Dear Doctor: Just how unsafe is chromium-6, the chemical at the heart of the movie “Erin Brockovich”? I read that it’s still in the water in some parts of the country. How is that possible? How do I find out about water quality in my area?
Dear Reader: While the characters and events in “Erin Brockovich” may have been embellished to serve the dramatic arc of the story, chromium-6, when present beyond certain concentrations, is as toxic as the film portrayed. Breathed in, it can cause lung cancer. Ingested, it has been linked to liver and kidney damage, serious reproductive problems, rashes and skin conditions, and developmental harm to infants and children.
Chromium is a metallic element that occurs naturally in soil, rocks, plants and volcanic dust. It is found in several forms, including chromium-3, an essential micronutrient that plays a role in the breakdown of fats, proteins and carbohydrates. Chromium-6, by contrast, is a toxic form of the element. Also known as hexavalent chromium, it’s a byproduct of the natural chemical breakdown of chromium and is created in greater quantities through various industrial processes.
Both forms of chromium are used in applications such as chrome plating, making pigments and dyes, the manufacture of stainless steel, preserving wood and leather products, and, as depicted in “Erin Brockovich,” in the treatment of water in cooling towers. Exposure to large amounts of any kind of chromium, which has numerous uses in manufacturing, has been known to cause respiratory problems like shortness of breath, wheezing, cough and even asthma.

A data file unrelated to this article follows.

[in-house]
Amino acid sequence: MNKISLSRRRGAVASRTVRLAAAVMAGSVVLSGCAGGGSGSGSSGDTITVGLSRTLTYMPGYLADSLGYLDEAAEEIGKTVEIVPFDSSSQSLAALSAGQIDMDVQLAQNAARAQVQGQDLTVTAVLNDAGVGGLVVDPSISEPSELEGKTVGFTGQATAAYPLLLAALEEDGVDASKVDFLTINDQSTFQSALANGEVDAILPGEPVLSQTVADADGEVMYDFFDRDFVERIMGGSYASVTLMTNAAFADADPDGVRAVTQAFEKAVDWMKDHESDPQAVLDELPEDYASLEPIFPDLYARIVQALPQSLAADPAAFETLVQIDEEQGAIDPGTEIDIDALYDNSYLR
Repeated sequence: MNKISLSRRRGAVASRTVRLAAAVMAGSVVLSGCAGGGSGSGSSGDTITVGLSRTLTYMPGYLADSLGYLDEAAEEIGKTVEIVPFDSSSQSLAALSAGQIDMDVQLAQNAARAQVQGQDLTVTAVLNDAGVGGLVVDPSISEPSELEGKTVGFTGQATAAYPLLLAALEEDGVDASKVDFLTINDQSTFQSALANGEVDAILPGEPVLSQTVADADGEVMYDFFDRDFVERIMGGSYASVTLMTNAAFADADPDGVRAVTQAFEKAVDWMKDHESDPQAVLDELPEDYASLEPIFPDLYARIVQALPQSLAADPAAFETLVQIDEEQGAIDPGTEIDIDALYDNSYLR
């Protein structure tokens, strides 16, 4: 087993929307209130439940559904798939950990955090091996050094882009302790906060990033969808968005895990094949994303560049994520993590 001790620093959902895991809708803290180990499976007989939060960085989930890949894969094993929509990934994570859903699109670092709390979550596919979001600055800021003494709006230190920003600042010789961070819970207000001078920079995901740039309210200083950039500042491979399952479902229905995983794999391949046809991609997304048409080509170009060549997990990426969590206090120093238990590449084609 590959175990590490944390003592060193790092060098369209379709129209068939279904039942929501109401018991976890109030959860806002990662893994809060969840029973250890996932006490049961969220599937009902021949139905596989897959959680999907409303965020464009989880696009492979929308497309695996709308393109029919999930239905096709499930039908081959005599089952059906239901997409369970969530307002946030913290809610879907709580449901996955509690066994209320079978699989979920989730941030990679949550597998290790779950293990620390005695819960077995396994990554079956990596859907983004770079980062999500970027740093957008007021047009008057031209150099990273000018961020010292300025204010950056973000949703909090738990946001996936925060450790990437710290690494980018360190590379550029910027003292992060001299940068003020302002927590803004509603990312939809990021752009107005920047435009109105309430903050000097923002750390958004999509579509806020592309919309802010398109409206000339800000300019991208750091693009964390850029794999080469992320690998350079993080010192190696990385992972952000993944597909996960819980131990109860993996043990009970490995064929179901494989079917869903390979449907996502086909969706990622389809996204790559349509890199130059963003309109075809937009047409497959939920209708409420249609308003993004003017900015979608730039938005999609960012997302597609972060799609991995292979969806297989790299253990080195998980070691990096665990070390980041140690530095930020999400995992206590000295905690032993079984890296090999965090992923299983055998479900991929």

When industrial users of chromium-6 fail to take proper precautions when they store or dispose of the chemical, leakage and runoff from the manufacturing process can pollute the groundwater. And while the EPA has set a limit on what it refers to as “total chromium,” the sum of chromium-3 and the far more toxic chromium-6, at this time it has not set a limit solely for chromium-6. California, home to the landmark chromium-6 lawsuit at the heart of “Erin Brockovich,” has placed a legal limit on chromium-6 concentrations in the water, but some activists believe the allowable levels remain too high.
You’ve posed an important question when you ask about how chromium-6 continues to enter our drinking water supply. But the answer is complex. Providing potable drinking water to a nation as vast and populous as the United States remains an ongoing challenge. Since the establishment of the Clean Water Act in 1972, health and safety standards have been set at the federal level. However, water is a regional resource. That means oversight of the tens of thousands of state, local and private water utilities that make sure our taps are flowing falls to a complex patchwork of regulatory agencies. As a result, water quality can vary greatly depending on where you live.
If you live in a community whose water system serves more than 100,000 people, it is required to post reports on water quality online. If you live in a smaller community, check with your local government agency to learn where and how to find reports regarding your specific provider. For more information, go to water.epa.gov/drink/index.cfm.
Send your questions to email@example.com, or write: Ask the Doctors, c/o Media Relations, UCLA Health, 924 Westwood Blvd., Suite 350, Los Angeles, CA, 90095.
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